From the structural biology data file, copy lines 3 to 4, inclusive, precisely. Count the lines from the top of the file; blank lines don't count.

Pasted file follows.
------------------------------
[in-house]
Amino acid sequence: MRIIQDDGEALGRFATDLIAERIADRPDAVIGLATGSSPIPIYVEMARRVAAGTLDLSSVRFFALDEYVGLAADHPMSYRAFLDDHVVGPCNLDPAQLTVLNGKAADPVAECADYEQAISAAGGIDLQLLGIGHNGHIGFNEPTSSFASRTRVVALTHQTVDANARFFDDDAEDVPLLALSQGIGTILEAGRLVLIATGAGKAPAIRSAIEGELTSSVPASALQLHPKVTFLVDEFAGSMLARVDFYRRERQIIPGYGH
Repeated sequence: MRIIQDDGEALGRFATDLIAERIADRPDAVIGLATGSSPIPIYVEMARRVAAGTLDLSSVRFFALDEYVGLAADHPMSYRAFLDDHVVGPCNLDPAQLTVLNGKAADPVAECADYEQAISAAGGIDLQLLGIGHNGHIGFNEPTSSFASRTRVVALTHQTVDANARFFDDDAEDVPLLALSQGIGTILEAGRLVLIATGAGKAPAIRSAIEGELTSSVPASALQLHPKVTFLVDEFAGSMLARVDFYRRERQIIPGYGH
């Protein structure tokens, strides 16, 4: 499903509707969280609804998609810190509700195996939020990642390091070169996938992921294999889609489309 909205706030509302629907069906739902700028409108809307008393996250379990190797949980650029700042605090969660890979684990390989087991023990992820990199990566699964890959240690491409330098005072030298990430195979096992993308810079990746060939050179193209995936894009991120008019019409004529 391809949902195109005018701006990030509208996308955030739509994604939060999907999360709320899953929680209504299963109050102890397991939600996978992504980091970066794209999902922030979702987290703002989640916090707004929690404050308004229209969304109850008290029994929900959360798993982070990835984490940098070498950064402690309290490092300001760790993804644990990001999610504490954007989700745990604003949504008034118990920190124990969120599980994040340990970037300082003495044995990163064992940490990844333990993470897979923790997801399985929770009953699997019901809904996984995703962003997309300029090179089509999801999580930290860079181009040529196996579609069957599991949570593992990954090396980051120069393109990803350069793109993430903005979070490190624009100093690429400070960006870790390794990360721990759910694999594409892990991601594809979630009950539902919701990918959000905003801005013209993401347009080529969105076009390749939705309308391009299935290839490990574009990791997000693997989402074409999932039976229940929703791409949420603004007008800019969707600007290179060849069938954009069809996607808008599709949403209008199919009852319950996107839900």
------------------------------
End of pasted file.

Repeated sequence: MRIIQDDGEALGRFATDLIAERIADRPDAVIGLATGSSPIPIYVEMARRVAAGTLDLSSVRFFALDEYVGLAADHPMSYRAFLDDHVVGPCNLDPAQLTVLNGKAADPVAECADYEQAISAAGGIDLQLLGIGHNGHIGFNEPTSSFASRTRVVALTHQTVDANARFFDDDAEDVPLLALSQGIGTILEAGRLVLIATGAGKAPAIRSAIEGELTSSVPASALQLHPKVTFLVDEFAGSMLARVDFYRRERQIIPGYGH
């Protein structure tokens, strides 16, 4: 499903509707969280609804998609810190509700195996939020990642390091070169996938992921294999889609489309 909205706030509302629907069906739902700028409108809307008393996250379990190797949980650029700042605090969660890979684990390989087991023990992820990199990566699964890959240690491409330098005072030298990430195979096992993308810079990746060939050179193209995936894009991120008019019409004529 391809949902195109005018701006990030509208996308955030739509994604939060999907999360709320899953929680209504299963109050102890397991939600996978992504980091970066794209999902922030979702987290703002989640916090707004929690404050308004229209969304109850008290029994929900959360798993982070990835984490940098070498950064402690309290490092300001760790993804644990990001999610504490954007989700745990604003949504008034118990920190124990969120599980994040340990970037300082003495044995990163064992940490990844333990993470897979923790997801399985929770009953699997019901809904996984995703962003997309300029090179089509999801999580930290860079181009040529196996579609069957599991949570593992990954090396980051120069393109990803350069793109993430903005979070490190624009100093690429400070960006870790390794990360721990759910694999594409892990991601594809979630009950539902919701990918959000905003801005013209993401347009080529969105076009390749939705309308391009299935290839490990574009990791997000693997989402074409999932039976229940929703791409949420603004007008800019969707600007290179060849069938954009069809996607808008599709949403209008199919009852319950996107839900």